“If you would test all women at the age of 30 or 35, we could avoid 98 percent of all cervical cancer cases that are occurring. It’s a relatively inexpensive test –  a few dollars, like a pregnancy test.”

Roche assays, he adds, are also being developed for breast cancer, osteoporosis, and other complex diseases. While these discoveries represent achievements for his company, they are goals he shares at a profound level.

“It’s not just a regular job. It’s a good business to be in but more importantly, it’s the right place to be because you can change and improve a significant part of medicine. We will all benefit from this a couple of years from now. That motivates me a lot.”

Dr. Dreismann’s ability to observe also comes into play in his management style. He is faced with a situation at Roche that is becoming more common as the business world grows more international, with people from other countries and cultures working together on a daily basis. While he admits that this can cause problems, he finds that these differences, if managed properly, can create an environment rife with new ideas.

“(Coming from a) different culture doesn’t mean a different nationality necessarily,” he explains. “It’s just a different background, a different way of thinking, a different set of orthodoxies and taboos. Every culture, every profession, has different rules here and if you mix them, blend them, this is what creates value for your company… This is the ingredient for growth. Growth by definition is something that happens in unknown territory. You have to pioneer new things every time and the best help you can get with that is good ideas, so you can examine them and test them.”

Managing this cauldron of new ideas is a challenge that few have mastered but Dr. Dreismann has already identified several important guidelines. Observations must be connected to create understanding and when this process is to occur in a group, communication is all-important.

“Authentic and credible communication is key. Humans can do a much better job if they respect each other and really listen to each other and respect different cultures.”

This means that Dr. Dreismann encourages face-to-face meetings when possible. He encourages his managers to avoid using e-mail when possible, noting with a smile that “the e-mail terror is everywhere,” and points out the rewards of two-way communication.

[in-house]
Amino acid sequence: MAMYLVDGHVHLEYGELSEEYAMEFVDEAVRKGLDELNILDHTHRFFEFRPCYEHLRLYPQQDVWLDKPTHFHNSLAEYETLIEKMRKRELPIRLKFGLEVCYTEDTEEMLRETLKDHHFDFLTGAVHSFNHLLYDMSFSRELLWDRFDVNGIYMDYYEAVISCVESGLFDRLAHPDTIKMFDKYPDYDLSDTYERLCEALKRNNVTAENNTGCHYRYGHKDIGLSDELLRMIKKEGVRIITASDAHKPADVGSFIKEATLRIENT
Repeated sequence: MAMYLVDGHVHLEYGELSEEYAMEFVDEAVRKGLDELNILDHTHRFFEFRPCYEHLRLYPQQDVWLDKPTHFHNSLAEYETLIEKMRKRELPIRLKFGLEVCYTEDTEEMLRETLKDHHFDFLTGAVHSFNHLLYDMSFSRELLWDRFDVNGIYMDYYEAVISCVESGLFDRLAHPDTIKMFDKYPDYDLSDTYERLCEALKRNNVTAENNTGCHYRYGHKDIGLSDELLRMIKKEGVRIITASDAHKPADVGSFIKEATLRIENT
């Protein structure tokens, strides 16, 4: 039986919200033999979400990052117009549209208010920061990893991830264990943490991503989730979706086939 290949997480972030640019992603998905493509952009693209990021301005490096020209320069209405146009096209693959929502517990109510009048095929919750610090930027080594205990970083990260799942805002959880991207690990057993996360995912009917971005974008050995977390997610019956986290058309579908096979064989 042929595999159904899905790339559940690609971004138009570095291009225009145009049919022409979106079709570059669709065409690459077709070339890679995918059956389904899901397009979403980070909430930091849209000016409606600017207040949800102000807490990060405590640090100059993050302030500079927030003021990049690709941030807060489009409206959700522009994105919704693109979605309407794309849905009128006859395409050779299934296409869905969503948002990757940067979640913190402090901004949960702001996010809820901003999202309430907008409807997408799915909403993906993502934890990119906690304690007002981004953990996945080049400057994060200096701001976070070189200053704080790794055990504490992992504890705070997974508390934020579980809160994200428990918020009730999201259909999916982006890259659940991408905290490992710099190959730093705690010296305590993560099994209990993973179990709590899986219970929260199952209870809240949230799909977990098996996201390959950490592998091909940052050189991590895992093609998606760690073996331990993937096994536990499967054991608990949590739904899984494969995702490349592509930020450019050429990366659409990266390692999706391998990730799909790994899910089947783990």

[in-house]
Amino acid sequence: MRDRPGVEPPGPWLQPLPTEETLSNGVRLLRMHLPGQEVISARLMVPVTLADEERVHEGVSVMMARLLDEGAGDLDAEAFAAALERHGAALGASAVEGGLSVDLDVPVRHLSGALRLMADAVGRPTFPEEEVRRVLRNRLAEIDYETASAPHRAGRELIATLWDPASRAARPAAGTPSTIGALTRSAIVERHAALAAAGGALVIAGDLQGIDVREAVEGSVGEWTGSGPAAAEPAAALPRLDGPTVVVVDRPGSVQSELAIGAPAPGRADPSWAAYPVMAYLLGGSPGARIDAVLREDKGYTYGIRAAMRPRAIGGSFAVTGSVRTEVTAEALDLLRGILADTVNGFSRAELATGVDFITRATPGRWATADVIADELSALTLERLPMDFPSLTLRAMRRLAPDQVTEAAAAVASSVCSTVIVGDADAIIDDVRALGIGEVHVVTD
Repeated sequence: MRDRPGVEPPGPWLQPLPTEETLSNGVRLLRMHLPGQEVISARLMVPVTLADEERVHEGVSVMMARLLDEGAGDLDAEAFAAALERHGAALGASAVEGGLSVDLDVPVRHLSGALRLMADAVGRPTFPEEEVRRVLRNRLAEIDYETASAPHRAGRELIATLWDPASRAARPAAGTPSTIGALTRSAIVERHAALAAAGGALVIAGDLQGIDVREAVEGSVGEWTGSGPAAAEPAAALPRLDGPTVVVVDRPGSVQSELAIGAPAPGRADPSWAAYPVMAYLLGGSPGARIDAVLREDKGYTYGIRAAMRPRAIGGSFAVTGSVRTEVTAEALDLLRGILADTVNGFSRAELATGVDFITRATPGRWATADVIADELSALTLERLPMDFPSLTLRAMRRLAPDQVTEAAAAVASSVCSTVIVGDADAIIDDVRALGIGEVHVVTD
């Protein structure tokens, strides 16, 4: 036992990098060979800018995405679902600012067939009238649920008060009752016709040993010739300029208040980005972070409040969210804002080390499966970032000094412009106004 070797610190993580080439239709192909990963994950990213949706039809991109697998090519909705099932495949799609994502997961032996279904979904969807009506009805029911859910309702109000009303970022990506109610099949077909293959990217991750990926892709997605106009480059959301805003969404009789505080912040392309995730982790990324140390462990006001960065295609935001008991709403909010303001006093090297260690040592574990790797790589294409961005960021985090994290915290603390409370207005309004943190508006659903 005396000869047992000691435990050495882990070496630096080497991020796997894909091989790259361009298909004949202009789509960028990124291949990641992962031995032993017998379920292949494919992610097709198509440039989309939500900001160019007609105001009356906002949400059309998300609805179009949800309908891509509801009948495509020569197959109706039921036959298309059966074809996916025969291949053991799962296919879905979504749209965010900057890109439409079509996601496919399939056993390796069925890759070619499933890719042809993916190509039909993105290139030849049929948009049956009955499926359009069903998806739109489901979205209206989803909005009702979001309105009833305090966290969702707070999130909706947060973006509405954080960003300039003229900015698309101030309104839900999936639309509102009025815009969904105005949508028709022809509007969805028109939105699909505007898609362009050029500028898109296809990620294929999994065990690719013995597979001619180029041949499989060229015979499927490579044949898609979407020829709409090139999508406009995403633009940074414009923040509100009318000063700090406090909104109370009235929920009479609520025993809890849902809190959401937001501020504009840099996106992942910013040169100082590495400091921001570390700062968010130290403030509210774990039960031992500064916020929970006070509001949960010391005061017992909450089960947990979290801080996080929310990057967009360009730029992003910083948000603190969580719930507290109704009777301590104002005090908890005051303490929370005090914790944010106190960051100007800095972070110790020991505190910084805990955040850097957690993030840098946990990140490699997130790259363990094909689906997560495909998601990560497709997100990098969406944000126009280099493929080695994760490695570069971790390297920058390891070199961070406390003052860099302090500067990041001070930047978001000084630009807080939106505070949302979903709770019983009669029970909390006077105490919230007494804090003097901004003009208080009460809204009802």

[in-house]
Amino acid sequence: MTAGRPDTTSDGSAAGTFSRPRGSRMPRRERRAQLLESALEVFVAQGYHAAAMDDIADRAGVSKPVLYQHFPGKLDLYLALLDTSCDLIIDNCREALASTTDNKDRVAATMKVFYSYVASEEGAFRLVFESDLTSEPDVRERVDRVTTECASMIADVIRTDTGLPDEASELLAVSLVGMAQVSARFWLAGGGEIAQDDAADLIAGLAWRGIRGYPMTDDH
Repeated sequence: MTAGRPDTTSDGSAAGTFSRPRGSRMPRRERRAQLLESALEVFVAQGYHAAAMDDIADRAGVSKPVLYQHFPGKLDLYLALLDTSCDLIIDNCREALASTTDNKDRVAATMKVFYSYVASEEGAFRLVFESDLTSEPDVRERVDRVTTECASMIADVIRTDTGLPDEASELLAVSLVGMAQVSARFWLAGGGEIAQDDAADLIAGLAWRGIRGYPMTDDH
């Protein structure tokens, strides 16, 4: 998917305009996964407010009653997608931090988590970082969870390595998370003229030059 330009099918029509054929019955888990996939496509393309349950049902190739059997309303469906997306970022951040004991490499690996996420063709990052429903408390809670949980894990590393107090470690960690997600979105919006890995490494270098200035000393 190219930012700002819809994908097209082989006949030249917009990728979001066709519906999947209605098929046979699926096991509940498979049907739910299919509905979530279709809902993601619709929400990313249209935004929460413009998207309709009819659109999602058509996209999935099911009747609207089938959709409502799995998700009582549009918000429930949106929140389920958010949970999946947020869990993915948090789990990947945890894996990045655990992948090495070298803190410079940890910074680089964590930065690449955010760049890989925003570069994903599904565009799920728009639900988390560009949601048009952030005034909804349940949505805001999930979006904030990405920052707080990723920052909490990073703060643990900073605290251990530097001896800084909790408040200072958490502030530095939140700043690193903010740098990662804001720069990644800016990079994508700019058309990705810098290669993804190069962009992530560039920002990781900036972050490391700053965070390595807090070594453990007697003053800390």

“You only find (understanding) if you talk to someone, if you answer his question, if you have patience… but you are rewarded by this because you learn and you master this dimension of complexity much better.”

There is one secret he has that makes all this work, that keeps the different languages and cultures at Roche from turning the company into Hacienda’s own Tower of Babel. That secret is simple but is yet to reach the many business school curricula: Hire people who are good listeners.

“If you just have the ability to listen, you are an international person. This goes across all boundaries and all cultures. This is a skill set that we try to bring into the company, a personality trait that you have or don’t have. The rest is experience and you can get exposed to this.”

Just like his company, Dr. Dreismann pursues discovery, the mastery of a complex situation so that one might achieve a desired result. His discovery is that the process of achieving this level of proficiency has a common formula, whether it is being applied in the development of a new product or a new management technique. Observation leads to understanding; understanding gives the capacity for action; further observation of those actions brings mastery.

It all begins with watching – and listening.